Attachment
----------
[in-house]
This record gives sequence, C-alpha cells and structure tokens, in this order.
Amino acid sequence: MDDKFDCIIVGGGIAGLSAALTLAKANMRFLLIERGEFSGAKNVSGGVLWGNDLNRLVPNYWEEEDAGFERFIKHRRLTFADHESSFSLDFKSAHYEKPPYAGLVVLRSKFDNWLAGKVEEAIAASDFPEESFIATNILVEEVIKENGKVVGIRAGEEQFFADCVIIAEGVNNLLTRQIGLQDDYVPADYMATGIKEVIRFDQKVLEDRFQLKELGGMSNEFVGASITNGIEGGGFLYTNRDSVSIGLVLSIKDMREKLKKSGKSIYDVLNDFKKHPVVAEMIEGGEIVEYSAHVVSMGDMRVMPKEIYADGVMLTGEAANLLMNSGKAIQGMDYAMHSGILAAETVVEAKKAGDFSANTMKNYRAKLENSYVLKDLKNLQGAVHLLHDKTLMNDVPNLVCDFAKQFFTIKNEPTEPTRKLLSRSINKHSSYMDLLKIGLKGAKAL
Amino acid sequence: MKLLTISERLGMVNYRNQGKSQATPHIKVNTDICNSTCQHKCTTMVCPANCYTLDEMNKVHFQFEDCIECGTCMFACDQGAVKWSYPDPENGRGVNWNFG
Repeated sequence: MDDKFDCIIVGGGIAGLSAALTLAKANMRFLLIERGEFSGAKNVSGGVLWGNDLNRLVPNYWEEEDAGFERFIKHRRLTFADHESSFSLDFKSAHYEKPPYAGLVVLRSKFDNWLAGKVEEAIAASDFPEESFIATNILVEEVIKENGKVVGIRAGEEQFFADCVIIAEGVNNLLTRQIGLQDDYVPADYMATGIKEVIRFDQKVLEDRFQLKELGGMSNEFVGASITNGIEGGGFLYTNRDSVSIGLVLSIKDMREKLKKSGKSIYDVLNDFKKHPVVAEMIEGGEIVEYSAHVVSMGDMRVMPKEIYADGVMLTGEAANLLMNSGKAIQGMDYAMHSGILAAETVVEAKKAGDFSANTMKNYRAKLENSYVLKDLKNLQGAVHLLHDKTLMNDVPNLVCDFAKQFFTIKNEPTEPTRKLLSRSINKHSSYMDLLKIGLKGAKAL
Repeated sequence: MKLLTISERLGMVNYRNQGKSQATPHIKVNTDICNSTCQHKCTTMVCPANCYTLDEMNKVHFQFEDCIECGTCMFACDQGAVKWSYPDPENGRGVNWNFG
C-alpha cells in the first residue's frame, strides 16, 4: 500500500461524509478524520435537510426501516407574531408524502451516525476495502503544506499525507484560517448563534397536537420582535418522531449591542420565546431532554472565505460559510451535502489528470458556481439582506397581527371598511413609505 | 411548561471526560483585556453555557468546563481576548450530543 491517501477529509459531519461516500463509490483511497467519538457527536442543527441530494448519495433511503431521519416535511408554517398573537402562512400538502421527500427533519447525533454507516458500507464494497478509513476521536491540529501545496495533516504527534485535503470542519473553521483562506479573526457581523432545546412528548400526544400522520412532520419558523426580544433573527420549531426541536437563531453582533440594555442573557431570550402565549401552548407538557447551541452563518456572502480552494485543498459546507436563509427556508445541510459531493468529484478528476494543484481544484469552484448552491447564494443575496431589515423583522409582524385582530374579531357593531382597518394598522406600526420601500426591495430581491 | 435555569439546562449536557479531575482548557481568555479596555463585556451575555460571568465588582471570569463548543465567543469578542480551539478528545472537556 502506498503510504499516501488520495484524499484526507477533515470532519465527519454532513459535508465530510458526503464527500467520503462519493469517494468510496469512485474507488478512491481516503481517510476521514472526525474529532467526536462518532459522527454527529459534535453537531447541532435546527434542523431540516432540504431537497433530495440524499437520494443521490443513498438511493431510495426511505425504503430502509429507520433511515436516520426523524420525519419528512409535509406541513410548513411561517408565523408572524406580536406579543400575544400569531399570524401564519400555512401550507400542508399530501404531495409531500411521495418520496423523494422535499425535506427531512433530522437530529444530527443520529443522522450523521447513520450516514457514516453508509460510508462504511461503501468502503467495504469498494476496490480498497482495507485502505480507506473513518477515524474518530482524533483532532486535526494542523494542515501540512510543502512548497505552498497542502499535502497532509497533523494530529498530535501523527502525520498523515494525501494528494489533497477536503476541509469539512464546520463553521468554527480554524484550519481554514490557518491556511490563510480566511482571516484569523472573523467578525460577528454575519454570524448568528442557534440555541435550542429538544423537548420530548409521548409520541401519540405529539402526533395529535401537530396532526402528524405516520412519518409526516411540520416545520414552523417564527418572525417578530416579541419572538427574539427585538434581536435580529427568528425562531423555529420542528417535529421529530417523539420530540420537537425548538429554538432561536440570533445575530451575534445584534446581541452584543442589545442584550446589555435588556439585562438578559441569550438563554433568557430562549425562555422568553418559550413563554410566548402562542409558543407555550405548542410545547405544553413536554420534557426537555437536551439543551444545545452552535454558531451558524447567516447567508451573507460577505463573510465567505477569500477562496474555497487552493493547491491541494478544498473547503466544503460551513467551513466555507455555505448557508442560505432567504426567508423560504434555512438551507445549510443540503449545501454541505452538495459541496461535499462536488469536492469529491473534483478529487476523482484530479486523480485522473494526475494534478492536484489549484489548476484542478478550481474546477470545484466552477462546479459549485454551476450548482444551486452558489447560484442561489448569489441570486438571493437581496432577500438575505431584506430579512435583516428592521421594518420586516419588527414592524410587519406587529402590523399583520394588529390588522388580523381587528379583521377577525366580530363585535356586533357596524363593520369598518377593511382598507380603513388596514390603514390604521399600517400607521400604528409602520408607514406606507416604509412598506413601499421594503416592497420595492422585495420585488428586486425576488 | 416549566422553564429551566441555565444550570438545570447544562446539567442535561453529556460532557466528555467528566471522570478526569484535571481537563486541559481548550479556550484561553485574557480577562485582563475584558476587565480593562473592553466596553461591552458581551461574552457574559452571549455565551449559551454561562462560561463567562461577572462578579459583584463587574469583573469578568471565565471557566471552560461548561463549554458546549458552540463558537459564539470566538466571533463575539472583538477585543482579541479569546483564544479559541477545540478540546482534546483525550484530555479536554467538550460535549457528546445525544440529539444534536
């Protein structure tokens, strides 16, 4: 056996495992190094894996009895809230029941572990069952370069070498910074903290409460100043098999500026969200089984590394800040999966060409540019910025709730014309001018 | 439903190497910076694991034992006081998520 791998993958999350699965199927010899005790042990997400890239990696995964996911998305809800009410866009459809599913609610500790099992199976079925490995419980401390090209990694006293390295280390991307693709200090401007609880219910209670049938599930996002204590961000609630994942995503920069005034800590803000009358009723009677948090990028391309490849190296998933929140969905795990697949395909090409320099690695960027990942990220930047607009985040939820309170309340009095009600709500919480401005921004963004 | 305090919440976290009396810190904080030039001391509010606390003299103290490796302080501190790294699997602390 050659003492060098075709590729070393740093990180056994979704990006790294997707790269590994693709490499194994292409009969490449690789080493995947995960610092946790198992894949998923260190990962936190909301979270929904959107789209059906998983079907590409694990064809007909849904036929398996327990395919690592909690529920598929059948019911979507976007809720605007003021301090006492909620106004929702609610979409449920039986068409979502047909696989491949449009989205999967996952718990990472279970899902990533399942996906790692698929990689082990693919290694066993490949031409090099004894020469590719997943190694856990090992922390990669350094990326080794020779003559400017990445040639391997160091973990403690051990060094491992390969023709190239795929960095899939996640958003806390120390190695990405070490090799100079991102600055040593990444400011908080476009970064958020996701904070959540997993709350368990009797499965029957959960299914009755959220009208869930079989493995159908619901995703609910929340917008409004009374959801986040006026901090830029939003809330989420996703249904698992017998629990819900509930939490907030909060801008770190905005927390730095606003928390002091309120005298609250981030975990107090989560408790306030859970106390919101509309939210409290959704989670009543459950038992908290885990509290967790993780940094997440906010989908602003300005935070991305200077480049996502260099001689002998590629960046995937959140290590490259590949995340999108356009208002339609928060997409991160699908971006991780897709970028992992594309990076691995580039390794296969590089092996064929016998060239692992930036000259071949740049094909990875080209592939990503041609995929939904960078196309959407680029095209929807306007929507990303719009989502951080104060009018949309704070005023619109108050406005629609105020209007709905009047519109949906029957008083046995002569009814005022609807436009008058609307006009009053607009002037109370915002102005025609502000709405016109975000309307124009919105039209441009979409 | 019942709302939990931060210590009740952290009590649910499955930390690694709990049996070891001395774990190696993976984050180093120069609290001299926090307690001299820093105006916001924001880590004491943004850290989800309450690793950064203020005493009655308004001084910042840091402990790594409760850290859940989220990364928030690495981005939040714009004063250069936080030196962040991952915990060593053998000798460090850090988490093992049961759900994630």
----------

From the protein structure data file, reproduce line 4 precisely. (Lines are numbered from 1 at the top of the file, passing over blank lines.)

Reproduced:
Amino acid sequence: MKLLTISERLGMVNYRNQGKSQATPHIKVNTDICNSTCQHKCTTMVCPANCYTLDEMNKVHFQFEDCIECGTCMFACDQGAVKWSYPDPENGRGVNWNFG